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Episode 5: Why Robert Biberti convinced the Comedian Harmonists to return to a dangerous Germany

Learn about the bass singer of the group in the fifth episode of the podcast “Who Were the Comedian Harmonists? The True Story Behind Broadway’s ‘Harmony’” — produced by Broadway News and “Harmony.”

The Comedian Harmonists arrived on board the SS Europa on May 14. (L-R) Erich Collin, Ari Leschnikoff, Harry Frommermann, Josef Roman Cycowski, Erwin Bootz and Robert Biberti (Credit: Bettman/Getty Images)

Both in the musical “Harmony” and in real life, the pivotal decision for the Comedian Harmonists to return to Germany after visiting the United States in 1934 came down to Robert Biberti.

Biberti was the group’s bass singer. He was actually the first person to audition and be accepted into the then-named Melody Makers when founder Harry Frommermann was on his quest to find singers. From the time Biberti joined the ensemble, he not only wanted to be a part of the group, he wanted to lead it. 

The basso, as he was known, brought in Ari Leschnikoff — the high tenor that contributed greatly to the group’s distinct sound and beauty. Later, Biberti also collaborated with Erich Collin to manage concert bookings and contracts. “He really saw himself as a leader. He wanted to be in charge of the group,” said Sean Bell, who played Biberti in “Harmony.” But this often led to conflict. As Bell said of his alter ego, “He didn’t have a lot of respect for Harry.”

The greatest conflict arose when the Comedian Harmonists visited New York in the summer of 1934. Political tensions had been rising in Germany. It was becoming less safe for Jews. The group knew that two of its members, Frommermann and Josef Roman Cycowski, were Jewish, and one (Erwin Bootz) was married to a Jew, Ursula Elkan. (They did not realize at the time that Erich Collin, who had been baptized as an infant, would also be ruled Jewish by the Nuremburg Laws.) 

As is depicted in “Harmony,” the group considered staying in America. But Biberti urged the group to return to Germany. “That trip to America in 1934, that was something like a test [of] how [they] could live abroad,” podcast resident historian Jan Grübler explained. “‘Could we earn money? Could we be successful?’ Biberti claimed, ‘No, we have been denied by the press and we can't exist in America. There are too many artists.’ That was, were, his arguments.”“On the other hand, we know that he had his old mother in Berlin and had his big flat and didn’t want to leave Germany,” Grübler continued. “So he made the decision that he absolutely wanted to go back.”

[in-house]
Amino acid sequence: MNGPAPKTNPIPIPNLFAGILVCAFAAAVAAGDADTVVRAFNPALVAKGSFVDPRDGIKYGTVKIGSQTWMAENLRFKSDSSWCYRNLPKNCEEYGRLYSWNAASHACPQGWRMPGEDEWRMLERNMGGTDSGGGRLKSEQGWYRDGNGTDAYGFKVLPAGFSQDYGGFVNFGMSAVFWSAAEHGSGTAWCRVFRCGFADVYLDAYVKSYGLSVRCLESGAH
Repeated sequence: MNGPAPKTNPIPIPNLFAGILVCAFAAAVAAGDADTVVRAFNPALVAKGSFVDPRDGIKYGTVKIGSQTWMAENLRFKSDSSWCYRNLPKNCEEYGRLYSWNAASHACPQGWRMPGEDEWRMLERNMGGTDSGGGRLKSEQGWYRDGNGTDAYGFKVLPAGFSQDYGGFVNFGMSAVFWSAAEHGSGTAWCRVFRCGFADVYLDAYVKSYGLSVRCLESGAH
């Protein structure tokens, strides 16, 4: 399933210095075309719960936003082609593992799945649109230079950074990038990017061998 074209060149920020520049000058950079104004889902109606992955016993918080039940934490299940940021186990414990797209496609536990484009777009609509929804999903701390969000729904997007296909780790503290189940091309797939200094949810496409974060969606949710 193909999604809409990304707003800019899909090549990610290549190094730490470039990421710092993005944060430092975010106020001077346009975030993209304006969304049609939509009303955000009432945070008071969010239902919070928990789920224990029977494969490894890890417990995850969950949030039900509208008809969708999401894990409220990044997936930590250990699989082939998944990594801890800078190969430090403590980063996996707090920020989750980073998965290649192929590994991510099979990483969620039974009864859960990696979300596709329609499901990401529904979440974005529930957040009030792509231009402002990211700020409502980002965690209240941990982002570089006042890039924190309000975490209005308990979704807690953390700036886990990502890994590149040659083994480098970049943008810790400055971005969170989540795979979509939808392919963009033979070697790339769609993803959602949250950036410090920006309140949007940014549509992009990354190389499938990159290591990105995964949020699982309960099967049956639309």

Biberti had grown up in Germany after the First World War, where Germans were not well-liked by the global community — particularly Americans. He feared they wouldn’t be able to make a living there. He remembered all too well his poor upbringing. Plus, his allegiance was to his mother. So the group made the fateful decision to return to Europe.

The unrest in Germany did not blow over. All of the Jewish Comedian Harmonists escaped Germany before any were sent to a ghetto or concentration camp. Thankfully, no one died because of Biberti’s persuasiveness. But alas, the Comedian Harmonists, as they had been known, were no more. 

Still, Biberti was an ardent record-keeper and preserved much of the group’s history. “Robert Biberti kept every sheet of paper, every bill — everything,” Grübler, who has seen the archives, said. “He got concert programs and scores and all that’s concerning to the groups he was a member of, and that was very exciting. I used almost four weeks to see all the stuff.”

In the fifth episode of “Who Were the Comedian Harmonists? The True Story Behind Broadway’s ‘Harmony,’” interviews with Grübler, Bell and more pull back the details on Biberti’s life. What was the source of his need for leadership? What was he like as a performer? What about his personal life? Discover all the details from his papers and more: 

Want to know the specifics of the fortune and fate of the group and its members? Listen to the full debut episode of “Who Were the Comedian Harmonists? The True Story Behind Broadway’s ‘Harmony’” with the player above or download and subscribe to the podcast on platforms including Spotify and Apple Podcasts. New episodes of “Who Were the Comedian Harmonists?” (produced by Broadway News and “Harmony” A New Musical and edited by Daniel Piñeiro) are released on Wednesdays.

Listen to the podcast’s trailer here.

Listen to “Episode 1: The Comedian Harmonists” here.

Listen to “Episode 2: Harry Frommermann, the founder” here.

Listen to “Episode 3: Erich Collin, the intellectual” here.

Listen to “Episode 4: Josef Roman Cycowski, the peacemaker” here.